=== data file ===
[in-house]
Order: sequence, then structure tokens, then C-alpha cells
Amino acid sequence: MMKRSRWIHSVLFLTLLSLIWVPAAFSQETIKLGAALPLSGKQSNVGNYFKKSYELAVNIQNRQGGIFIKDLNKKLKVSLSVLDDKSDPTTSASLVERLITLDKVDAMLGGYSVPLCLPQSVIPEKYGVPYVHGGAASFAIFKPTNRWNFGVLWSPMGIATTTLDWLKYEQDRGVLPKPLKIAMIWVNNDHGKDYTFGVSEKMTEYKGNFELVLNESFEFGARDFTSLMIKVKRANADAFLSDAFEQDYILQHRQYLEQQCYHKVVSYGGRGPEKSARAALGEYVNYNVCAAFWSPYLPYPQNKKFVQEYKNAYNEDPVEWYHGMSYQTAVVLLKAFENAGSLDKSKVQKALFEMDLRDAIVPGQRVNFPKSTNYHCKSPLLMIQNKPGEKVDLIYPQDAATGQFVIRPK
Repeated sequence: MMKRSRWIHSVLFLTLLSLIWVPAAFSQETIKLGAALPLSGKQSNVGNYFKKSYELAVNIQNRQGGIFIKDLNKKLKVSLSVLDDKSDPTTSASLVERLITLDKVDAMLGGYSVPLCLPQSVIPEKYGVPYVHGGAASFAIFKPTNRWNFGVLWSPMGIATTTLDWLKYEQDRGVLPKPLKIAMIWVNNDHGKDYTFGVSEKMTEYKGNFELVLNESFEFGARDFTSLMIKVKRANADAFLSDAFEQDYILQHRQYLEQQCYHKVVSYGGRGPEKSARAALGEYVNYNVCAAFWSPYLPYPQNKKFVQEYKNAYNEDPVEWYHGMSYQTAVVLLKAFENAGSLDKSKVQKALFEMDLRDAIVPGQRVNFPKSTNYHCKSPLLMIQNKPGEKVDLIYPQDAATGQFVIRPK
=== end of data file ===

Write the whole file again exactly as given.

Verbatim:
[in-house]
Order: sequence, then structure tokens, then C-alpha cells
Amino acid sequence: MMKRSRWIHSVLFLTLLSLIWVPAAFSQETIKLGAALPLSGKQSNVGNYFKKSYELAVNIQNRQGGIFIKDLNKKLKVSLSVLDDKSDPTTSASLVERLITLDKVDAMLGGYSVPLCLPQSVIPEKYGVPYVHGGAASFAIFKPTNRWNFGVLWSPMGIATTTLDWLKYEQDRGVLPKPLKIAMIWVNNDHGKDYTFGVSEKMTEYKGNFELVLNESFEFGARDFTSLMIKVKRANADAFLSDAFEQDYILQHRQYLEQQCYHKVVSYGGRGPEKSARAALGEYVNYNVCAAFWSPYLPYPQNKKFVQEYKNAYNEDPVEWYHGMSYQTAVVLLKAFENAGSLDKSKVQKALFEMDLRDAIVPGQRVNFPKSTNYHCKSPLLMIQNKPGEKVDLIYPQDAATGQFVIRPK
Repeated sequence: MMKRSRWIHSVLFLTLLSLIWVPAAFSQETIKLGAALPLSGKQSNVGNYFKKSYELAVNIQNRQGGIFIKDLNKKLKVSLSVLDDKSDPTTSASLVERLITLDKVDAMLGGYSVPLCLPQSVIPEKYGVPYVHGGAASFAIFKPTNRWNFGVLWSPMGIATTTLDWLKYEQDRGVLPKPLKIAMIWVNNDHGKDYTFGVSEKMTEYKGNFELVLNESFEFGARDFTSLMIKVKRANADAFLSDAFEQDYILQHRQYLEQQCYHKVVSYGGRGPEKSARAALGEYVNYNVCAAFWSPYLPYPQNKKFVQEYKNAYNEDPVEWYHGMSYQTAVVLLKAFENAGSLDKSKVQKALFEMDLRDAIVPGQRVNFPKSTNYHCKSPLLMIQNKPGEKVDLIYPQDAATGQFVIRPK